Abzakhs

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Not to be confused with Abkhaz people.

Abzakhs/Abadzekh (Adyghe: абдзах, Russian: абадзехи) are a people of Adyghe branch.

A significant part of them live in diaspora in Turkey - about 500 thousand people, which are descendants of refugees (muhajirs) from the Caucasian War with the Russian Empire. Their dominant religion is Sunni Islam. They were among the first Muhajir, starting their exodus in 1879.

Israel[edit]

About 1,123 Abzakhs live in the Rehaniya, in Galilee (North District, Israel). Rehaniya has an Adyghe museum.

In 1958, Abzakhs (and other Adyghe) of Israel were allowed to enter military service, which gives a number of privileges.

Language[edit]

Main article: Abzakh Adyghe dialect

The Abzakhs people speak a dialect (Adyghe: Абдзахэбзэ) of the Adyghe language.[1]

History[edit]

Before the Caucasian War Abzakhs inhabited the northern slope of the Caucasus mountain range, near the land of the shapsugs. Major settlements or villages were located in the river valleys Kurdzhips, Pchehe, Pshish and Psekups. They were divided into nine companies. geographically, they lived in the mountainous part of the modern Adygea and Krasnodar Territory.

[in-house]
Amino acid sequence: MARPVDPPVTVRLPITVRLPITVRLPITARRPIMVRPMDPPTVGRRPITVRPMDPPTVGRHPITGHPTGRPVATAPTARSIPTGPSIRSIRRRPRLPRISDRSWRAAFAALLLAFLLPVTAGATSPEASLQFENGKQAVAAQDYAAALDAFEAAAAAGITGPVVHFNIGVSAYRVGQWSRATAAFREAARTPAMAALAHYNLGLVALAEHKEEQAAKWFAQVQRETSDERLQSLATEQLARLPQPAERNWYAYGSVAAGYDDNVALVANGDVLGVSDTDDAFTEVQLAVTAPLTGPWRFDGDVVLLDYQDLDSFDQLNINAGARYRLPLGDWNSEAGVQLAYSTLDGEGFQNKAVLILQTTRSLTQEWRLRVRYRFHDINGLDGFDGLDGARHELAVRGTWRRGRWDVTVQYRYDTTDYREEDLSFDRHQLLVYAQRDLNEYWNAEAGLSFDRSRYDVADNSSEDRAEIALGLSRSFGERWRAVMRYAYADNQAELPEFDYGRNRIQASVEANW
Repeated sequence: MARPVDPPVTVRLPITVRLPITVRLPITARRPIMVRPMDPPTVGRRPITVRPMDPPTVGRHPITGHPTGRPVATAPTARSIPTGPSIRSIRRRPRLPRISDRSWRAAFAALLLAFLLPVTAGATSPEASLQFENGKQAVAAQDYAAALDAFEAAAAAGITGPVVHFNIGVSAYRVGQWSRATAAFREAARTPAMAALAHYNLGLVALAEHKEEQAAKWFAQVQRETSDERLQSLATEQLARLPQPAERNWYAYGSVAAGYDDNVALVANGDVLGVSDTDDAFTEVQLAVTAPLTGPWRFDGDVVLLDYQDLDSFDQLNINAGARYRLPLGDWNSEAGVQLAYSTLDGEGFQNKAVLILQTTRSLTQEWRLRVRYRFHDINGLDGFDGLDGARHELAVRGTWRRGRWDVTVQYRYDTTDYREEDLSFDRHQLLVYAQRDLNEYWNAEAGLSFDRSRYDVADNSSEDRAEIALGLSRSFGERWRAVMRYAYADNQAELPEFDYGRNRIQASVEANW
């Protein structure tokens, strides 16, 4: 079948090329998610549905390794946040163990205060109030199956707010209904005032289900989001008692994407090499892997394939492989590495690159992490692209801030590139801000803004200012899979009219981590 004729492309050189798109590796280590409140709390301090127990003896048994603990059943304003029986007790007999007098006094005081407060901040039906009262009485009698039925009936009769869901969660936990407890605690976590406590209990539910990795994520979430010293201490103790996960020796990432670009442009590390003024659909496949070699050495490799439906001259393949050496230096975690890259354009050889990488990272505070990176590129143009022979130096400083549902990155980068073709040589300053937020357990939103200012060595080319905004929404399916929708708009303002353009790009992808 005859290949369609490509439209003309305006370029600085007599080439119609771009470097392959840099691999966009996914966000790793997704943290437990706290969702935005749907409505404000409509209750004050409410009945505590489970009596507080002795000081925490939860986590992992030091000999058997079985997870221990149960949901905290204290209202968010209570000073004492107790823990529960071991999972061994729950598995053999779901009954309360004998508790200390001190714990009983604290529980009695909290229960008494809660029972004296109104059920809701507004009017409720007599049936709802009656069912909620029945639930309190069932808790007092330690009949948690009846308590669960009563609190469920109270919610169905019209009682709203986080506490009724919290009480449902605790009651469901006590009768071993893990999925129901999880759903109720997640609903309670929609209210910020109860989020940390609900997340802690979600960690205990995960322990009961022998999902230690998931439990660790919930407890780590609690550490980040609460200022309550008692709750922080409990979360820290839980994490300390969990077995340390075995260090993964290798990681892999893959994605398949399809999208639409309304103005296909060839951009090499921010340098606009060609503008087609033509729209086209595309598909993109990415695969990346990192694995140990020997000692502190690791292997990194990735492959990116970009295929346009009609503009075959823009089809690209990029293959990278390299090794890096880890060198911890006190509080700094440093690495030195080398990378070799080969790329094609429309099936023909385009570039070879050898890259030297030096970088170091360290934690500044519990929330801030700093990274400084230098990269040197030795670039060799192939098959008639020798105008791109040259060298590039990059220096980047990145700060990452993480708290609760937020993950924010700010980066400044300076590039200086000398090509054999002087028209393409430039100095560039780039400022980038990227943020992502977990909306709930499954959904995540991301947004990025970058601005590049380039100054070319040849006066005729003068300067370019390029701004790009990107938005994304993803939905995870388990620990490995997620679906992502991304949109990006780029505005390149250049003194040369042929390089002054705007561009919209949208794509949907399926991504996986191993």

After the Caucasian war, most Abzakhs (and other Circassians) were deported to the Ottoman Empire, the remaining Abzakhs are relocated to the present-day steppe Shovgenovsky district. Abadzekhs, being the second most numerous tribe (the first was the Shapsugs). Without merging with other groups of Circassians, retain their identity to the expulsion of the Ottoman Empire at the end of the Caucasian War.

The tribe was divided into society, a society divided into communities, managed by elected elders. In discussing and resolving important issues elders agreed in a general meeting. The Abzakhs engaged in arable farming and horticulture, and kept many animals, and especially prized horses. In the mountains Abzakhs mined iron, lead, copper, and perhaps silver.

Notable people[edit]

References[edit]

  1. ^ Abzakh dialect (French)

See also[edit]